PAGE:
DescriptionCo-published with SplitLevel Texts
Endlessly inclusive, The Desires of Mothers to Please Others in Letters, first published in 1994 and long out of print, evokes the complexity of real persons as it simultaneously reinvents multiple genres: epistle, prose poem, and memoir. Written between 1979 and 1980 while pregnant with her third child, Mayer extends her imaginative letters into meditations for us all on life as it is lived in real time, with its responsibilities and manifold desires. Fierce, lyrical, intimate, and wise, both new and familiar readers, both mothers and non-mothers, will find this book beckoning again and again to offer delicious writing, timely information, consolation, and advice.
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About the Author
"Bernadettes Mayer's Poetry is untamed, word-loving, thought-bending, scientific, able-bodied, funny, generous, honest, and fearless. She is also a supreme formalist, especially when her poems are at their most playful and unpredictable. That is, she possesses a unique and an exemplary grammar of loving. Mayer has delivered a libertine vision of the last most free site--the home world. And it's deep, filled with everyday life, children, landlords, laundry, bills, food, dollar stores, and lovers. Sometimes when I am reading Bernadette Mayer's work I can't tell if she has a broken heart in a fierce world or a fierce heart in a broken world. I suspect it is the latter. The Desires of Mothers to Please Others in Letters is a masterwork."--Peter Gizzi "Publishers Weekly"
"Bernadette Mayer's influential epistolary invention was written during a period of emergent, unbounded feminist literary experimentation and in the context of a vital New York School and East Coast poetic community. The republican of these adventurous, audacious, time-based, culturally critical, and sociable writings reawakens a sense of what's possible in poetry, between the freedom of improvisation and the predetermination of constraint. Mayer's invocation of the philosophical question of the other as an indeterminate aspect of the actuality and concept of mother is particularly compelling to this reader as is her durational attempt to get at about the bearing of children before they are born. This desire writing however is also, if not foremost, an event of sentences. Mayer's sentences stretch, heap, languish in densities, launch into anecdote, adjust a perspective, represent realities, compel judgment, rush past the stop, encourage self-awareness, and offer themselves to the pleasure of others."--Carla Harryman "Publishers Weekly"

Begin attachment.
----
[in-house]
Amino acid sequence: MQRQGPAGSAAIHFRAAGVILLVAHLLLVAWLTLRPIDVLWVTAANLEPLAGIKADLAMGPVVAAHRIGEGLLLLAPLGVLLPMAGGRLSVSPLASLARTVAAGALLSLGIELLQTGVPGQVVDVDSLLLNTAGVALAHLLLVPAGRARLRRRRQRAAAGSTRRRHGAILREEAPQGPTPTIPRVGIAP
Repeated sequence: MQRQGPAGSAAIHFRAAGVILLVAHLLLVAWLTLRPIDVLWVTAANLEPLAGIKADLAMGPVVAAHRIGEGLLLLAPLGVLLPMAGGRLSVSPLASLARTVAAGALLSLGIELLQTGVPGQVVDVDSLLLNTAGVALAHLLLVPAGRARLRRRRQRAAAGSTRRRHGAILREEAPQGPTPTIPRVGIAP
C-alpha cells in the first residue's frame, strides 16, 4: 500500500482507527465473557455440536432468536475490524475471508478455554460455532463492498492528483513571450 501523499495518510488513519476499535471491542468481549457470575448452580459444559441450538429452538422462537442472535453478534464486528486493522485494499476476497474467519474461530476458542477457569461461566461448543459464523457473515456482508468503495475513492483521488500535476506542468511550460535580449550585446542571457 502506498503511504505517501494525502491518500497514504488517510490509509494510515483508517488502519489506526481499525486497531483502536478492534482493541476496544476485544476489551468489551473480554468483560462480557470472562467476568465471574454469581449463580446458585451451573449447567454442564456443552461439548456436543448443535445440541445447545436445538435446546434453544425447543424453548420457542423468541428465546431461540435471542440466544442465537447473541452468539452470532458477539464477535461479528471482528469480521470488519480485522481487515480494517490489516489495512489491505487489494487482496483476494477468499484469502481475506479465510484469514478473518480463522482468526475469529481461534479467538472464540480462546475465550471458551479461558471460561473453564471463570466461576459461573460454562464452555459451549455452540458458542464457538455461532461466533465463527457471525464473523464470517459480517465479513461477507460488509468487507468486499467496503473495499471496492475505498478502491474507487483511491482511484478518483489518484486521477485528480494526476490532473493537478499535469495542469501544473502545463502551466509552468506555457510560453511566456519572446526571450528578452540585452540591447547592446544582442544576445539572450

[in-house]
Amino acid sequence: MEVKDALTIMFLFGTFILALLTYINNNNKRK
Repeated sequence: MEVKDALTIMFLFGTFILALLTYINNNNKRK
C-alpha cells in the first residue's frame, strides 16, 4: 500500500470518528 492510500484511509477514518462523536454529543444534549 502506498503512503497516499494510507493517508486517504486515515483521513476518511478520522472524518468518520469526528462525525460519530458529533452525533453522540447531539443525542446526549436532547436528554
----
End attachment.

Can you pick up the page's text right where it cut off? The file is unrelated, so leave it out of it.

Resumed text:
"This new publication restores to print a vital text from Mayer a powerful treatise about balancing identities and conceiving both children and works of art. The long collection, originally published in 1994, assembles unsent letters drafted between summer 1979 and February 1980, during Mayer's third pregnancy--apostrophes to the living and the dead that are openly preoccupied with this new birth. Pregnancy contemplation swells to surround topics of femininity, female bodies, and what it means to be both mother and poet...Stylistically, the work holds true to Mayer's unmistakable voice, ringing with a musicality that arises through her irregular prose grammar. These forms are a foil to much of this work; the normality of pregnancy and the ordinariness of domestic life--"We have a house and it has nine rooms!"--become meaningfully heightened by Mayer's delivery of such personally specific lines. Poetry or prose, epistles or pregnancy guide; from any perspective, Mayer's rediscovered work delivers the goods."-- "Publishers Weekly"
"What if we could write poetry at the very same moment we live our lives? What if we could use imagination and language to speak all sides of our mind to all of the others who we love? What if we could invent a form that is at once poetry and prose, at once direct communication and also vast and complex self-portrait of integrated imaginary, intellectual, and emotional experience? Bernadette Mayer has generously done that for us in her astounding book The Desires of Mothers to Please Others in Letters in a way that enables us to think of everything anew. She writes a letter to the world who always writes to her all at once and one person at a time and that person is you."--Lee Ann Brown "Publishers Weekly"